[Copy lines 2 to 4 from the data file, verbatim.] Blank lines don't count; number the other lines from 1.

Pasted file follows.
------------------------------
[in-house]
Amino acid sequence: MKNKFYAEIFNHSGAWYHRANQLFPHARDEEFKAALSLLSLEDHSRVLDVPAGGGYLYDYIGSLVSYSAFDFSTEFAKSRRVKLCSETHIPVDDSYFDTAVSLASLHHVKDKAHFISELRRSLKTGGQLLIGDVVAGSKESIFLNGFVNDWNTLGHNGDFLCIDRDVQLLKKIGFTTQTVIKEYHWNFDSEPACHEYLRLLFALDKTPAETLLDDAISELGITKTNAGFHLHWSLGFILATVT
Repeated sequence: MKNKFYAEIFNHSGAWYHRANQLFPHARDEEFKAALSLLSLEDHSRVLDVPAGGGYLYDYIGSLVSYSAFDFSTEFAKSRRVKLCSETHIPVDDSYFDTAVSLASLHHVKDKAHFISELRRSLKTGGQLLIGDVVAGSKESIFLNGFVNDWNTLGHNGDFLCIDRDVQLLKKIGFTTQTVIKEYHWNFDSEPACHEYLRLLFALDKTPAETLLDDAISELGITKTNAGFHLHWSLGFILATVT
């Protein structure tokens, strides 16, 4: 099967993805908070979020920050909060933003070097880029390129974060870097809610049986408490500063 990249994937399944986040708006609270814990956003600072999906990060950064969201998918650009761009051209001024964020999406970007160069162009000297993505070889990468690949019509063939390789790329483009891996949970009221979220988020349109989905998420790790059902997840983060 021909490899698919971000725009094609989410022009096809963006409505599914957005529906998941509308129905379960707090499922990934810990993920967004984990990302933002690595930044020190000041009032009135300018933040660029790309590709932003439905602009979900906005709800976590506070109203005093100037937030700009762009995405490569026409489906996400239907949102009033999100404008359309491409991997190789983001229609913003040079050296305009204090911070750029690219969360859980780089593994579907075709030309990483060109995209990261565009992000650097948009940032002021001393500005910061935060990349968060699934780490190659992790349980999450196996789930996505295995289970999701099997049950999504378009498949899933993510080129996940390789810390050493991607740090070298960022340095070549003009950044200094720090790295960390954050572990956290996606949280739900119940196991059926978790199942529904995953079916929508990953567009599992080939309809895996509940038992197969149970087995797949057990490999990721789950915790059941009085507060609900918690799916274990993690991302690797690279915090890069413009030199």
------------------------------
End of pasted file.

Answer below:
Amino acid sequence: MKNKFYAEIFNHSGAWYHRANQLFPHARDEEFKAALSLLSLEDHSRVLDVPAGGGYLYDYIGSLVSYSAFDFSTEFAKSRRVKLCSETHIPVDDSYFDTAVSLASLHHVKDKAHFISELRRSLKTGGQLLIGDVVAGSKESIFLNGFVNDWNTLGHNGDFLCIDRDVQLLKKIGFTTQTVIKEYHWNFDSEPACHEYLRLLFALDKTPAETLLDDAISELGITKTNAGFHLHWSLGFILATVT
Repeated sequence: MKNKFYAEIFNHSGAWYHRANQLFPHARDEEFKAALSLLSLEDHSRVLDVPAGGGYLYDYIGSLVSYSAFDFSTEFAKSRRVKLCSETHIPVDDSYFDTAVSLASLHHVKDKAHFISELRRSLKTGGQLLIGDVVAGSKESIFLNGFVNDWNTLGHNGDFLCIDRDVQLLKKIGFTTQTVIKEYHWNFDSEPACHEYLRLLFALDKTPAETLLDDAISELGITKTNAGFHLHWSLGFILATVT
């Protein structure tokens, strides 16, 4: 099967993805908070979020920050909060933003070097880029390129974060870097809610049986408490500063 990249994937399944986040708006609270814990956003600072999906990060950064969201998918650009761009051209001024964020999406970007160069162009000297993505070889990468690949019509063939390789790329483009891996949970009221979220988020349109989905998420790790059902997840983060 021909490899698919971000725009094609989410022009096809963006409505599914957005529906998941509308129905379960707090499922990934810990993920967004984990990302933002690595930044020190000041009032009135300018933040660029790309590709932003439905602009979900906005709800976590506070109203005093100037937030700009762009995405490569026409489906996400239907949102009033999100404008359309491409991997190789983001229609913003040079050296305009204090911070750029690219969360859980780089593994579907075709030309990483060109995209990261565009992000650097948009940032002021001393500005910061935060990349968060699934780490190659992790349980999450196996789930996505295995289970999701099997049950999504378009498949899933993510080129996940390789810390050493991607740090070298960022340095070549003009950044200094720090790295960390954050572990956290996606949280739900119940196991059926978790199942529904995953079916929508990953567009599992080939309809895996509940038992197969149970087995797949057990490999990721789950915790059941009085507060609900918690799916274990993690991302690797690279915090890069413009030199």